In this harmattan season, it is known fact that the security of the entire nation has been greatly compromised by the activities of certain individuals, as robberies on a James Bond in the South West, kidnapping on a Mexican wave in the South East and rape elsewhere and Boko Haram holding sway up country.
It is common knowledge that the president is not even protected at all and you can get at him at any time in or out of his residence. Sadly his only residence these days are outside the country or in Aso Rock and its vicinities.
In this season the continued modus operandi of government by settlement which had long plagued us as a people is on the rise with all sorts of characters serving as consultants on security.
Beyond Boko Haram and armed robberies the problem is that the system is in dire need of an overhaul…
The government and its agents are dust blind, you might say. Outdated equipment are bought and being installed in Abuja, CCTV and bomb detection equipment that are technology decades old.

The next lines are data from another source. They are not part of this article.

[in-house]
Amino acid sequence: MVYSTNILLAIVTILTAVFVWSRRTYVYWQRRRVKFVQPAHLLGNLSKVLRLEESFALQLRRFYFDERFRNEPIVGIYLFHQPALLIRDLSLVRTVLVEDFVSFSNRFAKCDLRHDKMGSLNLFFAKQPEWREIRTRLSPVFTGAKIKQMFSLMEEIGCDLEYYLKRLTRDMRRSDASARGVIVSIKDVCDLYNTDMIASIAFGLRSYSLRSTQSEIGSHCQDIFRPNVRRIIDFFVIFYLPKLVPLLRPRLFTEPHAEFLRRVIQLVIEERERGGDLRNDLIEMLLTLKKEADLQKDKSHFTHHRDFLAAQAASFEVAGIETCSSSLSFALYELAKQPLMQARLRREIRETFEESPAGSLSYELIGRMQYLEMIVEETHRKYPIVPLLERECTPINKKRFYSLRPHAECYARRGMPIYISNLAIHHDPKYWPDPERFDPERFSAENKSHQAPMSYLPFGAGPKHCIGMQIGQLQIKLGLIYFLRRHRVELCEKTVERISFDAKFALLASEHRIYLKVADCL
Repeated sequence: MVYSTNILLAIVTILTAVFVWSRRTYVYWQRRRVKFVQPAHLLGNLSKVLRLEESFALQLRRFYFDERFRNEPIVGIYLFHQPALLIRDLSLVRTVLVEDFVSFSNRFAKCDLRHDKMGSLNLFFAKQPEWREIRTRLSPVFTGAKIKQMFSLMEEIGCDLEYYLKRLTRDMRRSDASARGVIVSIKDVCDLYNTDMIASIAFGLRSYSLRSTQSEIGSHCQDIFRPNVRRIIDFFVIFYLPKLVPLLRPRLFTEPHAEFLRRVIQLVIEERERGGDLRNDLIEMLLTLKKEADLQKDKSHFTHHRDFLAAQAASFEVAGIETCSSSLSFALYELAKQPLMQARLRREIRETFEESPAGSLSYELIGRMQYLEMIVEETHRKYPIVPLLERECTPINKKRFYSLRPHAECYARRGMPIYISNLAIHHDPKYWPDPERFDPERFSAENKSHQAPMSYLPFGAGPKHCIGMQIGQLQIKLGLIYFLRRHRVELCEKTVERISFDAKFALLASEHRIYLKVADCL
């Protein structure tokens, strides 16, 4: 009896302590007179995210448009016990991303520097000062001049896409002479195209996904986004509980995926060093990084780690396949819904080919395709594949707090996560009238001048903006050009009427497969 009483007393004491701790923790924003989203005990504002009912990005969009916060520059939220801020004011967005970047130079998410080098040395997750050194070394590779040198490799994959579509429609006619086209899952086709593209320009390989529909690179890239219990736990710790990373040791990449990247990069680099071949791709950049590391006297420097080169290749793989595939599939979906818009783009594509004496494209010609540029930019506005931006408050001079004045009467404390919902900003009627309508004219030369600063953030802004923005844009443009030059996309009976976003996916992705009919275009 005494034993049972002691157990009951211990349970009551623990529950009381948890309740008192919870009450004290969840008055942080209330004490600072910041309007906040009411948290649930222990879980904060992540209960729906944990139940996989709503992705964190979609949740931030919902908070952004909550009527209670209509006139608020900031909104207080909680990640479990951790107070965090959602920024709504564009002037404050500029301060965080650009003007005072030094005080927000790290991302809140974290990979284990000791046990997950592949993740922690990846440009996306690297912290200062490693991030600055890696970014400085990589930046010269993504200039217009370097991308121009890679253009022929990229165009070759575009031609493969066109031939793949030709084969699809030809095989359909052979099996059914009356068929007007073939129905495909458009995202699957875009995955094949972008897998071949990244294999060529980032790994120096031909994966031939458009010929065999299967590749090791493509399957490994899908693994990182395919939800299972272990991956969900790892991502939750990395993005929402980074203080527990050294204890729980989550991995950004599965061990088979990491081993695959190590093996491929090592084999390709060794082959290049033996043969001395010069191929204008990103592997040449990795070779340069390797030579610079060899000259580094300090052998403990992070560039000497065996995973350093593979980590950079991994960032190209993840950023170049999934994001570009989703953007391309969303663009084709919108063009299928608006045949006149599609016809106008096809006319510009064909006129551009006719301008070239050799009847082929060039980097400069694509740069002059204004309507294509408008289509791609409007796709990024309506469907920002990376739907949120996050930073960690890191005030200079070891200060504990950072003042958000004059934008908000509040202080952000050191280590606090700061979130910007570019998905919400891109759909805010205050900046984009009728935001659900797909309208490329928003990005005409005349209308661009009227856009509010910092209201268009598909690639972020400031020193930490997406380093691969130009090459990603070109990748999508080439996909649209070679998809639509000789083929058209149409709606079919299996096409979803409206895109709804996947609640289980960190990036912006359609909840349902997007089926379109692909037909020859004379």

From Sokoto to Lagos, Ogun to Yobe, Abia to Kaduna states. There is so much fear and apprehension among Nigerians that the government can no longer protect its citizens.
Only recently former FCT Minister El-Rufai had squabbles with security operatives for figures he released on security spending…today I ask what are the costs expended so far on security equipment and the so called security consultants, and training?
The president and his team are touring the world in the name of foreign investments, corruption on the rise, the nation is facing a recess, and again we see the fuel queues.
There are no real interests to control the activities of Boko Haram either by decisive action, negotiation or dialogue because of vested interests. As the president continues to say in various forums, the Boko Haram days are few or they will fade away. The same militants that claim to have been reformed issue threats at every slightest opportune time.
Nigerians are highly intelligent and resourceful people and can put an immediate end to all of these happenings when their own status is on the line and their livelihood is at stake or threatened.
Painfully we are not there; we have not gotten to that point yet but may soon reach the point of no return.